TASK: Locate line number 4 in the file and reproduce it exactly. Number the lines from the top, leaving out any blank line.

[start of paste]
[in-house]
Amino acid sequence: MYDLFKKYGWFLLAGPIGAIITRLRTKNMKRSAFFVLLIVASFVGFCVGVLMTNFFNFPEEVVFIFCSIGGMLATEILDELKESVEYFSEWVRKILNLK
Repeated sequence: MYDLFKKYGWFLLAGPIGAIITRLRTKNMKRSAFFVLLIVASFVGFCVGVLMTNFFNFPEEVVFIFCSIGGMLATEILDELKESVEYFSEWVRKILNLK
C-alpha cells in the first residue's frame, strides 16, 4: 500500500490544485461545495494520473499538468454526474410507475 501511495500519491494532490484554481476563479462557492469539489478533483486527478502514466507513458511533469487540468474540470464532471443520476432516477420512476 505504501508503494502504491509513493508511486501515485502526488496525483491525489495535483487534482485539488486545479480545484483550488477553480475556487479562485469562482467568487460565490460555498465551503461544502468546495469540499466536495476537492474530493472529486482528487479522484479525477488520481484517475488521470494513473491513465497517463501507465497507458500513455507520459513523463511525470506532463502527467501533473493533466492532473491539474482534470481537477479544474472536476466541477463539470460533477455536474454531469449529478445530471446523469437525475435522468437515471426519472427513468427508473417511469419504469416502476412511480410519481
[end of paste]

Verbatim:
C-alpha cells in the first residue's frame, strides 16, 4: 500500500490544485461545495494520473499538468454526474410507475 501511495500519491494532490484554481476563479462557492469539489478533483486527478502514466507513458511533469487540468474540470464532471443520476432516477420512476 505504501508503494502504491509513493508511486501515485502526488496525483491525489495535483487534482485539488486545479480545484483550488477553480475556487479562485469562482467568487460565490460555498465551503461544502468546495469540499466536495476537492474530493472529486482528487479522484479525477488520481484517475488521470494513473491513465497517463501507465497507458500513455507520459513523463511525470506532463502527467501533473493533466492532473491539474482534470481537477479544474472536476466541477463539470460533477455536474454531469449529478445530471446523469437525475435522468437515471426519472427513468427508473417511469419504469416502476412511480410519481